Great White Sharks – Mindless Killers or Accommodating Predators?

Published: Tuesday, April 13, 2021

All SportAnimal care

Over the years Chris Fallows  has interacted with Great white sharks in many different ways to show they are not the mindless killers they are often thought to be.

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    Chris and Monique Fallows have gone to great lengths to portray Great white sharks as magnificent super predators that are highly efficient at what they do and thankfully we are not on their menu when it comes to being prey.

    Accidents unfortunately do happen but with less than 20 shark attacks per year worldwide the chances are very slim. We still should not forget that sharks are predators and it is best to assess the situation each time before partaking in water activities.

    Having said all of this Chris Fallows likes to put his money where his mouth is. Over the years he has interacted with Great white sharks in many different ways to show they are not the mindless killers they are often thought to be.

    With so much debate around shark attacks and the factually unsupported assumption by some that Great white shark populations are on the rise, Chris Fallows has got in the water with Great White Sharks in various recreational ways that humans choose to use whilst in/on the ocean. This has shown many people first hand that sharks do not simply rush in and attack and are actually tolerant of us in their space. For the record in every instance, other than when free diving, Chris was at least 100m from a support vessel or back up and the Great white sharks were free to interact with Chris as they chose.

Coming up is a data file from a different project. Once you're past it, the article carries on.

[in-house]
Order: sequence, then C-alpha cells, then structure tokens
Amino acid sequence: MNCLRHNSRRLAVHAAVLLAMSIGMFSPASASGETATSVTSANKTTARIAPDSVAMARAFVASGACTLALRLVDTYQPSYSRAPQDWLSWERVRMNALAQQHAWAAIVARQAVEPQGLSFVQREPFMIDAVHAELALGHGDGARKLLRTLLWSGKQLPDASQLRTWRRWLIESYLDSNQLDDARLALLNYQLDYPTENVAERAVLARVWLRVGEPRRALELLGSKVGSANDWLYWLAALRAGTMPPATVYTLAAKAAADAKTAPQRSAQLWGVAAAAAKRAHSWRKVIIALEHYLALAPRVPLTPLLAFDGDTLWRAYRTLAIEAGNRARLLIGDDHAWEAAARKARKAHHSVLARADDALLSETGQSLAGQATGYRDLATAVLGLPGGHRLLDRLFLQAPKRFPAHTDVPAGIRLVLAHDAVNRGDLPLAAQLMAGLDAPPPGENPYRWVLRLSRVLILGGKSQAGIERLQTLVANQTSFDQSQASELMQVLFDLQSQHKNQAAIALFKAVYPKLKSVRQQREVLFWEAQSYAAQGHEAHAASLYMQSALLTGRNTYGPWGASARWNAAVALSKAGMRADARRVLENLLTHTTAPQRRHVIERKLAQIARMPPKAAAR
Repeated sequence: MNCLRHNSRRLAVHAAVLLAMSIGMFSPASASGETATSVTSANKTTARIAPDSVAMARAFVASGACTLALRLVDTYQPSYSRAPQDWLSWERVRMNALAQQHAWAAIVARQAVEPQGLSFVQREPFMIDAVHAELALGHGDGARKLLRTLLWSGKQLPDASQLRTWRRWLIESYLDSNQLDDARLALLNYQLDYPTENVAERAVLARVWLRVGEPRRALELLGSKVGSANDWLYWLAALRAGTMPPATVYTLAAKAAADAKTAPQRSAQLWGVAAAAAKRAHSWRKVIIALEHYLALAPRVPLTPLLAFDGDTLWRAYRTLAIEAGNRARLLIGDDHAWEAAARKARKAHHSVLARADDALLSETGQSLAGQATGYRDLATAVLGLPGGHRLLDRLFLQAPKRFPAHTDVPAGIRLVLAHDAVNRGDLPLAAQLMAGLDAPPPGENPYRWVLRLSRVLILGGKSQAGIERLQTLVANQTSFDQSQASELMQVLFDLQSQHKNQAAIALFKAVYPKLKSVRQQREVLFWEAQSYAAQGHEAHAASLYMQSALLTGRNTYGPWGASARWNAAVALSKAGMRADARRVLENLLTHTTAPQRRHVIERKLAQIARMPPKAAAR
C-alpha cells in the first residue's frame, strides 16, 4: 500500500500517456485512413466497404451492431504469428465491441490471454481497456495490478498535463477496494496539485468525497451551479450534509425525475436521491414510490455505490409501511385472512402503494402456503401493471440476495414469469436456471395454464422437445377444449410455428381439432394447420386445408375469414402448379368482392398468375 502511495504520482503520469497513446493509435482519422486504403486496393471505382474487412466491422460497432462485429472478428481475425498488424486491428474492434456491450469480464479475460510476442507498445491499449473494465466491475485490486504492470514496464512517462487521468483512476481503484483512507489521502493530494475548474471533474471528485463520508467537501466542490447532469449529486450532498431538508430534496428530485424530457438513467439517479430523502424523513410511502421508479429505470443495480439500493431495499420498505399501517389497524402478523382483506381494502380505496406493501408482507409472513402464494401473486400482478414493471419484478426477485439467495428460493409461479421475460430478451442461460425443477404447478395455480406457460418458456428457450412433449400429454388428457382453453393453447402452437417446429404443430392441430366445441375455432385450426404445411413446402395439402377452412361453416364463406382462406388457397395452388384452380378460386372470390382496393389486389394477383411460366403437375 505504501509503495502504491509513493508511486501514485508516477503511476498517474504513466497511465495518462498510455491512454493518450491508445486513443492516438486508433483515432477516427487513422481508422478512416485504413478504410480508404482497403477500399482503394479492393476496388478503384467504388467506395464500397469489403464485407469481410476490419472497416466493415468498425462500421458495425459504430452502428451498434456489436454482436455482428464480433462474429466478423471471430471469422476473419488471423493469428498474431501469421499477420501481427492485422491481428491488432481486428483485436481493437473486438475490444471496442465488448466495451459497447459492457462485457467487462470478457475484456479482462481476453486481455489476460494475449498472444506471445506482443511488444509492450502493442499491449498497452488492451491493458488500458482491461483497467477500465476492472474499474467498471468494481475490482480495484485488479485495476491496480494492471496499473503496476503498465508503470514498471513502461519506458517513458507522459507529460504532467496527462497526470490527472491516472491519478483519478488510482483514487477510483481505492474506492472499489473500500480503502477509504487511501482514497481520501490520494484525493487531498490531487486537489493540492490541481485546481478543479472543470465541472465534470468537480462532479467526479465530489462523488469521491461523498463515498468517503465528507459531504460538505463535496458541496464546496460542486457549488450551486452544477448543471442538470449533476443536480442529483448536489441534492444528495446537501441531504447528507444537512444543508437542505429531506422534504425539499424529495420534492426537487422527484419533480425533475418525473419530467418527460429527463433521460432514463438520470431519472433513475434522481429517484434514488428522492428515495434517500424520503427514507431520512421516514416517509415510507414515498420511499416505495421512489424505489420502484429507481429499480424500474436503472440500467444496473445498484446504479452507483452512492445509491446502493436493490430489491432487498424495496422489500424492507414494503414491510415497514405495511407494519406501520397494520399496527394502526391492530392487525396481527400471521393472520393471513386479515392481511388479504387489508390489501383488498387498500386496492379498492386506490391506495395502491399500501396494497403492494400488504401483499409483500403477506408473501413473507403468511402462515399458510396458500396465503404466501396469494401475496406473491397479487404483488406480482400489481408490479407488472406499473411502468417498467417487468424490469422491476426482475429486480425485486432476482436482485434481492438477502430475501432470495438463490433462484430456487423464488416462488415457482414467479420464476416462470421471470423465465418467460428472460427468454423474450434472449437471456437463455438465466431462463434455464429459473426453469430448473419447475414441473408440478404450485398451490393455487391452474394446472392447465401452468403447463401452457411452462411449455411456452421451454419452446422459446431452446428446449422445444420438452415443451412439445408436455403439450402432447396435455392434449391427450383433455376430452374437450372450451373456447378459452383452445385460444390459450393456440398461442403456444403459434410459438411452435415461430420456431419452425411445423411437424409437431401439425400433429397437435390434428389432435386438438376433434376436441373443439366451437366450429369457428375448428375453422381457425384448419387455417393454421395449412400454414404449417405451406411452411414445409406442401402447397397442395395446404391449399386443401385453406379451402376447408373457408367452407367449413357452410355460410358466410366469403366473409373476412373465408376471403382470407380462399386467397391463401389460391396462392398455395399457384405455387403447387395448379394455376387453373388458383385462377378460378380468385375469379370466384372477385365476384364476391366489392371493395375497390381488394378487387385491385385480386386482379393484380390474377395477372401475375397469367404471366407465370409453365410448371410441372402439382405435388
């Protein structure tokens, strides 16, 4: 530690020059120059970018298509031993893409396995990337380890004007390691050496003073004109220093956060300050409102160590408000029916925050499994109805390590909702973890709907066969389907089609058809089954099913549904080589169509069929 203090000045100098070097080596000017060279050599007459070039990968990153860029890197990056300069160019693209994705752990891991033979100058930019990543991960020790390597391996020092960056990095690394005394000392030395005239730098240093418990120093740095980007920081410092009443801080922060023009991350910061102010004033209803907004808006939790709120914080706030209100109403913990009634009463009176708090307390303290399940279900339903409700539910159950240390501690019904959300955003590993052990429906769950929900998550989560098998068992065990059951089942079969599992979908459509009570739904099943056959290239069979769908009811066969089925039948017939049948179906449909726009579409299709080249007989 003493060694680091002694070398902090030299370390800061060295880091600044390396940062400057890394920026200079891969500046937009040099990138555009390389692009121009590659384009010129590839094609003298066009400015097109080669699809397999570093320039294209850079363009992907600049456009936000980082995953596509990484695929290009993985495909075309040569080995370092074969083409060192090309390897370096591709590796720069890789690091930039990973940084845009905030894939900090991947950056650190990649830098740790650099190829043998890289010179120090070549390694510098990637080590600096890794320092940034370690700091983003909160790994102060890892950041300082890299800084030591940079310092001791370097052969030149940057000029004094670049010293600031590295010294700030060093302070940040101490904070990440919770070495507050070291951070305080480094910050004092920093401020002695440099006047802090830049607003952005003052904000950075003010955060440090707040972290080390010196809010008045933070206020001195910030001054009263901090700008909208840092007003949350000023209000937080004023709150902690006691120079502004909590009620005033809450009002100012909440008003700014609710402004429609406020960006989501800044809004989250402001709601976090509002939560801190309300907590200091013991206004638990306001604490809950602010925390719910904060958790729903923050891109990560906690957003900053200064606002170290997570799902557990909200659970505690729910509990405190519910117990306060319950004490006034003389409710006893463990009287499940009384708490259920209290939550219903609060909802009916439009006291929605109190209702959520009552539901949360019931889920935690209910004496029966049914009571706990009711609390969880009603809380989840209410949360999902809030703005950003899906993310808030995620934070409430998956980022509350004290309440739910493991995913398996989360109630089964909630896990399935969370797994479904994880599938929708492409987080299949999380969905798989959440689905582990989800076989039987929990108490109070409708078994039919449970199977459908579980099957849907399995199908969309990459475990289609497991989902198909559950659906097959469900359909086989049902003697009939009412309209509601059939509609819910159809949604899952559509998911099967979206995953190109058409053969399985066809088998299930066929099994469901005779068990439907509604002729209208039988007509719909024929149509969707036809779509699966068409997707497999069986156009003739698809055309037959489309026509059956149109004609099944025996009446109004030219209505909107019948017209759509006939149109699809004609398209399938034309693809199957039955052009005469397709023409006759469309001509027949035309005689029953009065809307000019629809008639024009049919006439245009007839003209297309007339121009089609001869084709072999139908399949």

In 2009 Chris kayaked in a 3.8m yum yum yellow plastic kayak with between 30-40 Great white sharks over a 2 weeks period in Mossel Bay, South Africa. In virtually every instance the sharks chose to avoid Chris by altering their course or diving and only if he paddled in a straight line away from them did they sometimes circle or follow him. He had also canoed around Seal Island, False bay in 2001 without incident, despite this area statistically being the world’s highest natural predation zone at the time.

    In 2010 Chris paddle boarded with various Great white sharks, some over 14ft in length off the beaches in Gansbaai, South Africa. He did this from a 12ft stand up paddle board and once again the sharks for the most part were not interested in him and only on rare occasions circled or followed him.

    In 2010 as part of a Discovery Channel documentary testing magnetic shark repellents, Chris was placed in a 1/8th inch plastic tube and hand fed Great white sharks. In every instance the sharks took the bait cleanly from his hand and never once tried to bite him. Later during the same shoot he free-dived with up to 4 sharks at a time and often had the sharks no more than a few feet from him, in all instances, even under baited conditions, the sharks were wary and kept their distance (no repellants were used).

    Chris has previously free dived in Gansbaai, the Great white shark Capital in 1994, Seal Island in False Bay on various occasions and in Australia 2002, on all occasions without incident and on all occasions under baited conditions when attack would be considered most likely.

    (Go here if you want to experience shark cage diving in Gansbaai)

    (Maybe you are looking for shark cage diving in False Bay  or a shark cage diving experience in Cape Town)

    In every instance where Chris has placed himself in a vulnerable situation where he could easily have been attacked and killed, the sharks chose to either move away or cautiously circle. This has also been the case with more than 30 other species of sharks Chris has free dived with over the years, from Mako sharks to Bull’s and from Great Hammerheads to Oceanic White tip’s, for the most part they were extremely cautious.

    Not for a minute are we saying they are not formidable predators and we should not respect their capabilities and people should not willingly do what Chris has done without knowing there is a risk. However in almost all instances Great white sharks and others are very tolerant of us and will choose to rather avoid us than attack us.

    With over 100 million sharks being killed a year and less than 10 human deaths annually attributed to sharks they have a lot more to fear from us than we do from them and it is actually humbling that we can actually go into the water and be tolerated by such a capable predator.